By also placing the ad in House and Home Magazines, Heinz achieved a more targeted audience – those who they believed to be the ‘buyers’ in the home; mothers. Although the push for the product is usually by children, who are stereotyped to be the ketchup-lovers in the home, it is the mother who purchases the groceries.

Therefore, by stressing the high quality of ingredients in Heinz ketchup, they have allowed the mother to achieve the ‘end’ of nutrition using the means of the product attribute of the ingredients (explained further below). This targeted consumers at the Preference and Conviction stages on the Hierarchy of Effects as it correlates with the ‘Evaluation of Alternatives’ and the ‘Purchase Decision’ in the PDMP.

Message Design

This Heinz ad appeals rationally to consumers; whether on a billboard or in a magazine as it shows that the ketchup is made from real ingredients rather than artificial ingredients. Using the logic of persuasion, the ad informs the consumer that Heinz tomatoes are grown better than other ketchups’ tomatoes. This is done through a form of magical realism, as ketchup is not actually grown.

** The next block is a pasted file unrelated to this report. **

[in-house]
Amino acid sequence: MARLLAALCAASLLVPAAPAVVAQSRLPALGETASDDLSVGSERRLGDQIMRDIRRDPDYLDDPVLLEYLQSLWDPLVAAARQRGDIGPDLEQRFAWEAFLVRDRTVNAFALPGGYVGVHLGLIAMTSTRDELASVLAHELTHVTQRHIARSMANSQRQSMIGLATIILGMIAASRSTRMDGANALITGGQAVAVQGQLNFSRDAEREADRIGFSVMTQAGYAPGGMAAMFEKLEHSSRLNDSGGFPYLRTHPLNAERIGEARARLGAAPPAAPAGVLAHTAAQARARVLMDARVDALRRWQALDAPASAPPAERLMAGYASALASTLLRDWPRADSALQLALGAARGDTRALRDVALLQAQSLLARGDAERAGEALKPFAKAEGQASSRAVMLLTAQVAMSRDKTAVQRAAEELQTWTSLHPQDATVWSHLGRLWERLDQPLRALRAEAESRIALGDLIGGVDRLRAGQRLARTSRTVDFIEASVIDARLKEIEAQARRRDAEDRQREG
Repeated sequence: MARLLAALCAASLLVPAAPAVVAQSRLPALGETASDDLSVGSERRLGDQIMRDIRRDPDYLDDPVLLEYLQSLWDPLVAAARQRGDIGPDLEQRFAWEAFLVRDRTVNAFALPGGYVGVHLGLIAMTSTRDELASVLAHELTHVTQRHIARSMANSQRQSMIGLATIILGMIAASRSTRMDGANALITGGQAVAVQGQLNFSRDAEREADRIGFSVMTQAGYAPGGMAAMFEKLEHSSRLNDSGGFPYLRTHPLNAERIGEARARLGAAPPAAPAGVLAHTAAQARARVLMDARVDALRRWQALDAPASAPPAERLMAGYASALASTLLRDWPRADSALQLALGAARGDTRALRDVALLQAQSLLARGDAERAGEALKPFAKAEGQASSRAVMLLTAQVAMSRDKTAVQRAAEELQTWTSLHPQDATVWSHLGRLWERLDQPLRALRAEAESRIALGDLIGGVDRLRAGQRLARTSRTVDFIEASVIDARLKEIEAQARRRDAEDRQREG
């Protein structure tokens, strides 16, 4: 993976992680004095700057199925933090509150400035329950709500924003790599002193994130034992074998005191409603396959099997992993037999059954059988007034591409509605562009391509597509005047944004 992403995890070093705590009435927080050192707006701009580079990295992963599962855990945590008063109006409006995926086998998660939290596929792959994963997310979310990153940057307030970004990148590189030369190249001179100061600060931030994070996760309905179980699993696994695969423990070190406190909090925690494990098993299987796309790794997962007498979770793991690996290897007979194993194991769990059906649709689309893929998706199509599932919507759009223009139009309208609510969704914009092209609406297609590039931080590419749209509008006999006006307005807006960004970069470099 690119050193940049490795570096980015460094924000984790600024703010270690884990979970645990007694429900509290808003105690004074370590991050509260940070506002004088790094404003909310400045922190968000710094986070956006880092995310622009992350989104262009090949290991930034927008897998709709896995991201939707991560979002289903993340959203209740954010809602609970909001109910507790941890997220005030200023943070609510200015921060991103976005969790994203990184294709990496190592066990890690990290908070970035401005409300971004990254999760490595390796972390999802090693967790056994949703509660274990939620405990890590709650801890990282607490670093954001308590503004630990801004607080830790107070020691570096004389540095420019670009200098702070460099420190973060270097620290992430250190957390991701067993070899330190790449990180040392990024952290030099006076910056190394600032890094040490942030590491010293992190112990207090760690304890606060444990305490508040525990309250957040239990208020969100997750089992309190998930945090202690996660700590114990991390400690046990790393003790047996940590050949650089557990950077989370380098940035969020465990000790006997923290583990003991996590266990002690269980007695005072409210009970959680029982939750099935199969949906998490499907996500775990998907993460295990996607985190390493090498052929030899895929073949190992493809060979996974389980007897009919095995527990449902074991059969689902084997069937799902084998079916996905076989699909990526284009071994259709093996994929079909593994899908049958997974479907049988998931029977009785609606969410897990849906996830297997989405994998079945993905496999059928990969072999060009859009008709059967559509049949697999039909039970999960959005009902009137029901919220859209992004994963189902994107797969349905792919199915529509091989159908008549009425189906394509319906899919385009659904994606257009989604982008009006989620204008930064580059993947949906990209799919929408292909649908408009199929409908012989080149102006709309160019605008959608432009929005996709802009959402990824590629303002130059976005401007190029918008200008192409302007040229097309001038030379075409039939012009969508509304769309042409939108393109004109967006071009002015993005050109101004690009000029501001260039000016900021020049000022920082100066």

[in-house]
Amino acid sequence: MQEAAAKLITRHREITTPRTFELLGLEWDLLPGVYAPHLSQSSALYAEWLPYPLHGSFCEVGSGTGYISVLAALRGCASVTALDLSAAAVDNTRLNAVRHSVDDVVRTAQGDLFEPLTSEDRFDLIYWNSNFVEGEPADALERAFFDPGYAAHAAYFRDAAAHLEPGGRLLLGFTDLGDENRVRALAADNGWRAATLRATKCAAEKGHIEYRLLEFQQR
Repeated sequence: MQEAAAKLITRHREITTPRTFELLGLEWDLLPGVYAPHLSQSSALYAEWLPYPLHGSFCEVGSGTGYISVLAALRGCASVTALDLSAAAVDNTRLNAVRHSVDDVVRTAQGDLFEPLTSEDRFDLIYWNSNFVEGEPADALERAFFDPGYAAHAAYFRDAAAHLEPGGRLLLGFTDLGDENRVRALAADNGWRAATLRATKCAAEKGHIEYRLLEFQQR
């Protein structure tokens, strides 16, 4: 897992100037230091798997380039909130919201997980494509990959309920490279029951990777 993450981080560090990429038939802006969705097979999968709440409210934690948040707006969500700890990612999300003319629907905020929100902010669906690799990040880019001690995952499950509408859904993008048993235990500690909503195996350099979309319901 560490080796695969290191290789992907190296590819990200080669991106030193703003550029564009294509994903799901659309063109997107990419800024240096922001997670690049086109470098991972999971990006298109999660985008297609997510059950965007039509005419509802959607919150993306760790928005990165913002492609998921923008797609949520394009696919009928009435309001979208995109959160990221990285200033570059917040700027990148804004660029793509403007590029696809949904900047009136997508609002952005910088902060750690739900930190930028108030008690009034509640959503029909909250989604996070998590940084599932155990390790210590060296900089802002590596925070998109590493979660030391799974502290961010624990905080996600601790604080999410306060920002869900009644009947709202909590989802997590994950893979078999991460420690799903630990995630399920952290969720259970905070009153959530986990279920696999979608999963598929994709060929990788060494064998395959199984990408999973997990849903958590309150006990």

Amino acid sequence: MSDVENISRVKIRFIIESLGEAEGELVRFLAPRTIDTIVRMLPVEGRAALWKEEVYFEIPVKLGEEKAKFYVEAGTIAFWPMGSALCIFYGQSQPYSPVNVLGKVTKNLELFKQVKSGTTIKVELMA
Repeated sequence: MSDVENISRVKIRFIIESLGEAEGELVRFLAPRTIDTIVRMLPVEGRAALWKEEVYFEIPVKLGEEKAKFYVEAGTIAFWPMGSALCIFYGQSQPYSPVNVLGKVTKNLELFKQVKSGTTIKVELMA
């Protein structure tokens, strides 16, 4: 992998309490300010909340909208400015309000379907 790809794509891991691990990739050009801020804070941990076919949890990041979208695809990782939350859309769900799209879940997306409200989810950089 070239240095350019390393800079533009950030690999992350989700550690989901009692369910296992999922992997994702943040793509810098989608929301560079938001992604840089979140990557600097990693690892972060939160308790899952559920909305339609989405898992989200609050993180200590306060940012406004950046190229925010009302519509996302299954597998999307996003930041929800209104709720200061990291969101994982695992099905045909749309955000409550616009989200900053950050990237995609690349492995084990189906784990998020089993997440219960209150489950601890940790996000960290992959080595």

It uses a means-end approach as it contains a message that leads the consumer to a desired state of healthy eating. This ad leads the consumer to believe that Heinz ketchup is a healthy condiment that will help in achieving a healthy lifestyle. The product attribute highlighted is the high quality of ingredients. The consumer benefit to this would be a healthier ketchup-eating experience. The leverage point, that creates the pathway between the product benefit and potential buyer’s value system is the iconic ketchup bottle made of tomato slices to achieve the personal value of healthy eating.

This is a cognitive message tactic as the message focuses on product attributes and benefits and creates knowledge structures between healthy condiments and Heinz ketchup. It uses a hyperbole, as testing Heinz tomatoes’ superiority is not possible.

Secondary Delivery Tool

The original objective of the ad, as previously stated, is to align Heinz ketchup and the Heinz brand with a more healthy and nutritional condiment than previously perceived. The original ad ties personal values to the brand, however the product is a low involvement and rational product and would fall in the bottom left quadrant of the FCB Matrix.